Lapware: Software for Babies
- 12-03-2002, 02:05 PM #1
Lapware: Software for Babies
Found this really good article on computer related toys, while researching baby keyboards. I've not been able to find any baby keyboards in Hong Kong, only vtech kiddy computers. I'd rather have a proper computer with software which can be changed / upgraded than spend $400-500 on a single purpose kid-puter.
By Lisa Weagle
A relatively new market of software for babies, known as "lapware," is gaining popularity among new parents. While some may think it's premature to put their baby in front of a computer, it's seems preferable to letting them watch a cartoon or video because this new software creates an environment where you and your baby can spend quality time together, learning and having fun.
Lapware requires parents or caregivers to have their little one sit in their laps (thus the term "lapware"), to help strike a key from the keyboard or click the mouse to start activities. Your child will eventually learn how to manipulate these controls and therefore be able to entertain herself once she's a bit older. As a new parent myself, I see many benefits to such activity. The baby becomes familiar with the computer, which will help greatly once she's older; also, the baby's brain is stimulated from the different games and graphics, which promotes learning. The best is that it's all packaged in a game/toy format, so what appears to be simple fun for the child is actually a wonderful learning tool. And while I understand that there isn't much in a baby's world that is not educational, this play is directed at learning specific subjects in a colorful and lively atmosphere.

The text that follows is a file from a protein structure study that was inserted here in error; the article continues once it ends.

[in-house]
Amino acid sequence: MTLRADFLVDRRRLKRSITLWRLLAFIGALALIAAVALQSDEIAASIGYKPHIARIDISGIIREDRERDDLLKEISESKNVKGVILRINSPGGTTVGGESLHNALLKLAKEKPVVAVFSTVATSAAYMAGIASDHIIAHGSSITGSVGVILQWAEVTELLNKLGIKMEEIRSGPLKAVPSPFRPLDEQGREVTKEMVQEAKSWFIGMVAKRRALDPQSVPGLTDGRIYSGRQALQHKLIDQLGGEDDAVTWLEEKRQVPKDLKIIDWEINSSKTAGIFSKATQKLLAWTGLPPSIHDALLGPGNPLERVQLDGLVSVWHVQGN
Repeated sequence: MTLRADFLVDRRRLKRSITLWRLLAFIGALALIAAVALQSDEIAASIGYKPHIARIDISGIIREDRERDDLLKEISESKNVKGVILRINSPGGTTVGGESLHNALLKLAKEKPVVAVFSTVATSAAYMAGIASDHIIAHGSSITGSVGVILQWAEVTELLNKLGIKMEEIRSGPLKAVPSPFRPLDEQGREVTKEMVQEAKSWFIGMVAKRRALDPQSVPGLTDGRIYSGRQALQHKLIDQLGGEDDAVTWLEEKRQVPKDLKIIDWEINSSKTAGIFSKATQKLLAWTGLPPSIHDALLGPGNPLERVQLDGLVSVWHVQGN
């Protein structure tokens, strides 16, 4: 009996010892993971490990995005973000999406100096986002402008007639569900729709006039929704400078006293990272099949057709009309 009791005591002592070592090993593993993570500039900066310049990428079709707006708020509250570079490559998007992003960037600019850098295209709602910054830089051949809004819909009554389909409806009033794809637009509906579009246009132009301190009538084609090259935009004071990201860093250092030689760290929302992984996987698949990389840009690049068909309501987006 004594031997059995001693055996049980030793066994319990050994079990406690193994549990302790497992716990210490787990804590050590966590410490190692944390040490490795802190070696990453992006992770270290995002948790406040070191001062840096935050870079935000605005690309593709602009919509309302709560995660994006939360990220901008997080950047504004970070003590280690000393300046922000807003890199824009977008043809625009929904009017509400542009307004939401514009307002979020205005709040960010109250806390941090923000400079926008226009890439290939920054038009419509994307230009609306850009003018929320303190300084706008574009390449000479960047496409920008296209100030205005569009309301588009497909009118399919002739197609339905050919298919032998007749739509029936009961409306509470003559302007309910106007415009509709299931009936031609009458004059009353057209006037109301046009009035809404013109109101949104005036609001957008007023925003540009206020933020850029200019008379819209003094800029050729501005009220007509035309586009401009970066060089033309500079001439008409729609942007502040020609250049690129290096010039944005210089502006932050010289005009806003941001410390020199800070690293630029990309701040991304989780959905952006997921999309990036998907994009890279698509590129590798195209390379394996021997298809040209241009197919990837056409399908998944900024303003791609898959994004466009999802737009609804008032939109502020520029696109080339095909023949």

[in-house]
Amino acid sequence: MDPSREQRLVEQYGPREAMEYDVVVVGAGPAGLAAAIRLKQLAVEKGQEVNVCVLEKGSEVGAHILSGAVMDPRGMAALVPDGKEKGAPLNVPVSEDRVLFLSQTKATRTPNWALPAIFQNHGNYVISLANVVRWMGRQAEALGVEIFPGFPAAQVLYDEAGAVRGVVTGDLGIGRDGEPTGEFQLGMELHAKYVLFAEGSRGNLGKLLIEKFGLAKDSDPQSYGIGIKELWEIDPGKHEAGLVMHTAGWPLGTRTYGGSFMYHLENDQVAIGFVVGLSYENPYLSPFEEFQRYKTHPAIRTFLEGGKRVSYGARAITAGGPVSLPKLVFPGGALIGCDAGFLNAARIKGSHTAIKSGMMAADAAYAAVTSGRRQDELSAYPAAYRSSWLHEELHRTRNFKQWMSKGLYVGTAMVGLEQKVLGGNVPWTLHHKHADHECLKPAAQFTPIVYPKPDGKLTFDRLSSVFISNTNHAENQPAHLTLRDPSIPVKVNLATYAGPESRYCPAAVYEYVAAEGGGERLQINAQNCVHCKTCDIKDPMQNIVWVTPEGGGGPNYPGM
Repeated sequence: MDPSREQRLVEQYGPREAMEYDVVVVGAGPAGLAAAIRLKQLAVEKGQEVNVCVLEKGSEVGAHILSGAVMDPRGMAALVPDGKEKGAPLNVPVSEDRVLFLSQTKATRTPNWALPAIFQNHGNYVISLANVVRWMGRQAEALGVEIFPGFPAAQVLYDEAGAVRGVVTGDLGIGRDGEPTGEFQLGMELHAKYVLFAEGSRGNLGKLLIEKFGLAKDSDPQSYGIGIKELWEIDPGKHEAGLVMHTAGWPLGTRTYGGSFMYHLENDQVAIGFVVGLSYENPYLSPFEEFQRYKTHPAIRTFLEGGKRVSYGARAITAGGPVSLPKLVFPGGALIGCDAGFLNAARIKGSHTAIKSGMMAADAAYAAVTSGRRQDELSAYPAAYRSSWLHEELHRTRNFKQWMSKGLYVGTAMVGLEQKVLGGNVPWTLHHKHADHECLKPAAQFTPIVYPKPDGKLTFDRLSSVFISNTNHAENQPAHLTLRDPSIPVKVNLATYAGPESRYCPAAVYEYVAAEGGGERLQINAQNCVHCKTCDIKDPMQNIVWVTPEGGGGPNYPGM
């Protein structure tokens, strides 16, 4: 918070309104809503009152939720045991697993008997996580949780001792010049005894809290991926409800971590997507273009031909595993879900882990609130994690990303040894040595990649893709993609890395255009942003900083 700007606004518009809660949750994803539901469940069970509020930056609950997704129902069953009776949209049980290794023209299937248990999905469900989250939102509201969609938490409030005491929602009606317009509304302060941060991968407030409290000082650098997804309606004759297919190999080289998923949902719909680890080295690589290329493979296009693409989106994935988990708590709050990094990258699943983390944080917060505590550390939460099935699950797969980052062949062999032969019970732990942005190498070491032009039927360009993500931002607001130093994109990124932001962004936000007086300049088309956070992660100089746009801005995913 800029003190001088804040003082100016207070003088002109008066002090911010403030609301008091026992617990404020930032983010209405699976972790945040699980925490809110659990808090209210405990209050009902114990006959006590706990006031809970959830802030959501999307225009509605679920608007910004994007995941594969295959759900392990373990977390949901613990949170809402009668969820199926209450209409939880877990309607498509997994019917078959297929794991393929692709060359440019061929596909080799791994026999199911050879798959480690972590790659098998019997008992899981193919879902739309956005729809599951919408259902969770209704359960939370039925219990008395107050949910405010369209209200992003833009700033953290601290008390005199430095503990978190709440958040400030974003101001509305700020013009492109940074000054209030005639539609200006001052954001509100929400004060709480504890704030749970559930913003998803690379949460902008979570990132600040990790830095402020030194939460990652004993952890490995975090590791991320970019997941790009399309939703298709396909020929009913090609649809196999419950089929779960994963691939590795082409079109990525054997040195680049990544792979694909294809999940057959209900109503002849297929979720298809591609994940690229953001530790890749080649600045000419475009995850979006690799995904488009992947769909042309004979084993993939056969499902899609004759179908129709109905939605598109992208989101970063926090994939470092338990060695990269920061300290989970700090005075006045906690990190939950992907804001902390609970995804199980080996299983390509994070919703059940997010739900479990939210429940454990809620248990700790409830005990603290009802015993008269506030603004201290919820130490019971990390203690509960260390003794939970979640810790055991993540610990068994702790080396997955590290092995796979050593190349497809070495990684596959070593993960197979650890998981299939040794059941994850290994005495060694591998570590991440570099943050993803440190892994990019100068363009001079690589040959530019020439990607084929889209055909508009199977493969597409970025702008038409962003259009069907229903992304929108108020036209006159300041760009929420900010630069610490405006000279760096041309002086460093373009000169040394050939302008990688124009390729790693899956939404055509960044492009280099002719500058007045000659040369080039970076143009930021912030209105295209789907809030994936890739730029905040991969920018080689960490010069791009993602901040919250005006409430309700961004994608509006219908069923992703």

Three popular software products available for babies in the 9-36 month age group are: Jump Start Baby by Knowledge Adventure, Reader Rabbit's Playtime for Baby by the Learning Company, and Sesame Street Baby & Me from Creative Wonders. These products retail for around $20.00 - $30.00, and can be purchased at your local retail or software store.
Jump Start Baby
Jump Start Baby is geared for the 9-24 month age group. It takes place in a baby's nursery, which is a perfect learning environment because babies see familiar things and learn from them. The main character, Teddy, finds fun things to do in the nursery, and the mobile above the crib acts as the menu of activities for baby to try. Each object on the mobile/menu twirls in turn, and clicking or pressing a key while it turns causes the associated activity to begin. Some activities include sorting objects on the Color Train, finding Teddy's farm animals and hearing their sounds, dressing Teddy for a variety of weather conditions, joining in a sing along with Teddy's band, helping Teddy finish simple puzzles, and searching for Teddy in a game of hide and seek. In each case, baby (with some help from you), must press keyboard keys on cue to allow the activity to proceed. All of these graphics are displayed with pleasurable sound effects, bright colors and simple patterns, all of which come together to keep your babies attention.
Reader Rabbit's Playtime for Babies